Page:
A bill was introduced in the Michigan state senate on Thursday that would apply so-called “right to work’ laws exclusively to public school employees represented by the Michigan Education Association (MEA). MEA President Steven Cook denounced the bill, SB 729, as a blatant political attack on school staff and the wrong answer to the state’s economic problems and education challenges.
“This isn’t about people being forced to join a union,” Cook said. “The law already prevents that. What this bill actually does is allow for individuals to choose not to pay for services they receive under their collectively bargained contract. Instead of paying their fair share, they could ‘freeload,’ receiving the same representation and benefits as their colleagues while sticking others with the bill.”
Proponents of SB 729 believe public school employee unions are holding up improvements in the education system and claim the right-to-work initiative will boost the state’s economy. Some lawmakers have also argued that educators don’t understand the state’s grave economic climate – a preposterous claim, given the layoffs, salary and wage reductions and deep cuts to school funding that have affected every public school employee in 2011.
“On top of their current contributions, public school employees are now required to pay an additional 3% of their wages toward pension costs as well as a 20% co-pay on insurance premiums,” said Cook. “These additional sacrifices are estimated to cost school employees $533 million annually and do not include wage freezes and reductions that are currently being instituted around the state.”
A new study from the Economic Policy Institute (EPI) finds that “right to work” would do nothing to improve Michigan’s economy, and in fact may increase the state’s unemployment rate. Seven of the 10 highest unemployment states, for example, have right-to-work laws on the books. In addition, right-to-work initiatives on average cause lower wages by about $1,500 per year for all workers in the state – union and non-union. A widespread reduction of wages, according to EPI, would only further damage the state’s economy.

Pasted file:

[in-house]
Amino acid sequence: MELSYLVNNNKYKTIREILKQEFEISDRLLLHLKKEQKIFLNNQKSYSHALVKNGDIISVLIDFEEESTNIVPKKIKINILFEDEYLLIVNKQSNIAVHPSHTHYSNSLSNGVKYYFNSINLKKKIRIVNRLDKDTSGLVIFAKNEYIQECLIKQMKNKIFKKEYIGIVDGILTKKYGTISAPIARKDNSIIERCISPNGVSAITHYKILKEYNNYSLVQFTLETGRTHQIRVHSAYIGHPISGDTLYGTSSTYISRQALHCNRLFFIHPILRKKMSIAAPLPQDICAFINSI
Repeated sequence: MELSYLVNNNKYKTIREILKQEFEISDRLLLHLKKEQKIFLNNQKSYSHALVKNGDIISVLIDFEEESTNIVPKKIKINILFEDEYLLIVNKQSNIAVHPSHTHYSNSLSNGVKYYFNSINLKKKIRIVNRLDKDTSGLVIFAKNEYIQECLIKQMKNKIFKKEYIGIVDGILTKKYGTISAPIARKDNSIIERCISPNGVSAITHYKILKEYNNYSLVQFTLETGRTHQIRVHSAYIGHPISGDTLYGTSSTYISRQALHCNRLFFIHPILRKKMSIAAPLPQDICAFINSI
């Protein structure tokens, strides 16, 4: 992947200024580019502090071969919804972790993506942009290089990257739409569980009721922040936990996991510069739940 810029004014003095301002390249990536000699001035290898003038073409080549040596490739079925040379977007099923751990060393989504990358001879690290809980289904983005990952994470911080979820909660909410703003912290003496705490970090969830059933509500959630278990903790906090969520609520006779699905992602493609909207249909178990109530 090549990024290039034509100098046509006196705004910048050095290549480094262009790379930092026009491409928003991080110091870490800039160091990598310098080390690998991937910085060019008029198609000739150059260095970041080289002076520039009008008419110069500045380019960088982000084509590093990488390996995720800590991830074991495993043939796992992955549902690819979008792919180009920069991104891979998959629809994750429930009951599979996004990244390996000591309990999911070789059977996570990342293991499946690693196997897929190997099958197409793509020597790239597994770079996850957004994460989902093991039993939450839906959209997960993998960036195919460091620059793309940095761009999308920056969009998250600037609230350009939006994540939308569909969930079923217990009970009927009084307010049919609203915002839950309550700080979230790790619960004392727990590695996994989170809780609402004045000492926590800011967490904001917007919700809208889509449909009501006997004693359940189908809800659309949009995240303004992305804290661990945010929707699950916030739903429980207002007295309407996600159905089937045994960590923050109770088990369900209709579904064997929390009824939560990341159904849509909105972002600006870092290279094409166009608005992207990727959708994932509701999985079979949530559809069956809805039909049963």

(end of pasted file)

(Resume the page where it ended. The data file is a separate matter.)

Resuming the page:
Michigan is not the only state debating right-to-work legislation. In New Hampshire, the GOP-controlled House may soon pass a right–to-work bill over Gov. John Lynch’s veto. That law would cover all employee unions.
MEA’s is urging Gov. Rick Snyder, who has indicated he does not support the measure, to veto SB 729 if it reaches his desk and instead focus on more effective ways to lift Michigan’s economy.
“What does this bill have to do with helping students? With creating jobs? With helping our economy recover?” MEA President Cook asks. ”So-called ‘right to work’ efforts – whether they apply only to school employees or to all workers in this state – are the wrong approach to helping Michigan’s economy.”
Learn more about educator wages at www.nea.org/pay.